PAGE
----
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Chevrolet Racing tried hard to give race fans a great-sounding engine. And although the new 5.5L engine in the C8.R does have a unique sound, it’s nothing like we’ve grown accustomed to.
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'Lost Corvettes' to be given away: Photos of all 36 rare Chevrolet Corvette sports cars


52 PHOTOS2:11 p.m. EST Jan. 26, 2020This 1953 Corvette will be given away as one of the "Lost Corvettes" in a promotion by the Corvette Heroes to benefit the National Guard Educational Foundation.This 1953 Corvette will be given away as one of the “Lost Corvettes” in a promotion by the Corvette Heroes to benefit the National Guard Educational Foundation.CORVETTE HEROESThis 1953 Corvette will be given away as one of the "Lost Corvettes" in a promotion by the Corvette Heroes to benefit the National Guard Educational Foundation.This 1953 Corvette will be given away as one of the “Lost Corvettes” in a promotion by the Corvette Heroes to benefit the National Guard Educational Foundation.CORVETTE HEROES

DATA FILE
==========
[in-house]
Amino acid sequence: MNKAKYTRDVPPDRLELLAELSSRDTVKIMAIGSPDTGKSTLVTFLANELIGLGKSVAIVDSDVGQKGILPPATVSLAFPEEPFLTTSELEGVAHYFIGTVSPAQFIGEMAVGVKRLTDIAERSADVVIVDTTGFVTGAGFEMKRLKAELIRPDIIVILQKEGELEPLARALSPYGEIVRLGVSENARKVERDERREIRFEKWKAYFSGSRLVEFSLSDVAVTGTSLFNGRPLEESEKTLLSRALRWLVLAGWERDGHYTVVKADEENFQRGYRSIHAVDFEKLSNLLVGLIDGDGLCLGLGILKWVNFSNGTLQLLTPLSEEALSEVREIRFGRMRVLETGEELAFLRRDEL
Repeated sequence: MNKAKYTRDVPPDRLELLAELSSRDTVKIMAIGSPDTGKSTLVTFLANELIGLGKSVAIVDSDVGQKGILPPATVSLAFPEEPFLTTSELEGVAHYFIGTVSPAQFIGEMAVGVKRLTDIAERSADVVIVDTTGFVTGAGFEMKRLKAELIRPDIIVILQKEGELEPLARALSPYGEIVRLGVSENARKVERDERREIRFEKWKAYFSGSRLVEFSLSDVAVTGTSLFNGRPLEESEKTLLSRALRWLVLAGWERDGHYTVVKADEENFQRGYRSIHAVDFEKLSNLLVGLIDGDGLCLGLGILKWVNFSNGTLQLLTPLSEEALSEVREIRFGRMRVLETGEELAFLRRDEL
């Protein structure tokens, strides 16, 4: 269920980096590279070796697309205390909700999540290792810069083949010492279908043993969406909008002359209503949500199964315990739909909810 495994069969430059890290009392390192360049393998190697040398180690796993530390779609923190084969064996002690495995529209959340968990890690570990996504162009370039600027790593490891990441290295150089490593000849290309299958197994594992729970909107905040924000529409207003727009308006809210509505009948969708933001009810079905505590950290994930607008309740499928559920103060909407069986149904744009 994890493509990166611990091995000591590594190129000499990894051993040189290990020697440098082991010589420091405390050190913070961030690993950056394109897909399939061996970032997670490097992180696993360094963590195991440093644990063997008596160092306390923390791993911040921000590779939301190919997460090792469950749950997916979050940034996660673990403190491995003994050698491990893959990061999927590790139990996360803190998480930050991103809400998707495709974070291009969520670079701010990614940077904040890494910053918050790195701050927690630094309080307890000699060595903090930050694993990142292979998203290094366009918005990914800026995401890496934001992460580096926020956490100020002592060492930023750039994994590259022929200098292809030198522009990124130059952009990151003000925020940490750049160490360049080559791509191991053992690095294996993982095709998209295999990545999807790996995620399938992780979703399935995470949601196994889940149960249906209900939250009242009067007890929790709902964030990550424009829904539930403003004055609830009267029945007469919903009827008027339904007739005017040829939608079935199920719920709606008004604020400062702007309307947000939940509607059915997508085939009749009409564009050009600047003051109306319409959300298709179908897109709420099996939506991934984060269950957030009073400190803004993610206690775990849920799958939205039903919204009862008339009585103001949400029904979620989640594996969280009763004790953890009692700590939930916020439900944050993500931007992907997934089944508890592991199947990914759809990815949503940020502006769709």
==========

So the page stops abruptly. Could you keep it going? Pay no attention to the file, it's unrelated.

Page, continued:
This 1954 Corvette will be given away as one of the "Lost Corvettes" in a promotion by the Corvette Heroes to benefit the National Guard Educational Foundation. This 1954 Corvette will be given away as one of the “Lost Corvettes” in a promotion by the Corvette Heroes to benefit the National Guard Educational Foundation.CORVETTE HEROESThis 1954 Corvette will be given away as one of the "Lost Corvettes" in a promotion by the Corvette Heroes to benefit the National Guard Educational Foundation.This 1954 Corvette will be given away as one of the “Lost Corvettes” in a promotion by the Corvette Heroes to benefit the National Guard Educational Foundation.CORVETTE HEROESThese 1954 (left) and 1955 Corvettes will be given away as one of the "Lost Corvettes" in a promotion by the Corvette Heroes to benefit the National Guard Educational Foundation.These 1954 (left) and 1955 Corvettes will be given away as one of the “Lost Corvettes” in a promotion by the Corvette Heroes to benefit the National Guard Educational Foundation.CORVETTE HEROESThis 1954 Corvette will be given away as one of the "Lost Corvettes" in a promotion by the Corvette Heroes to benefit the National Guard Educational Foundation.This 1954 Corvette will be given away as one of the “Lost Corvettes” in a promotion by the Corvette Heroes to benefit the National Guard Educational Foundation.CORVETTE HEROES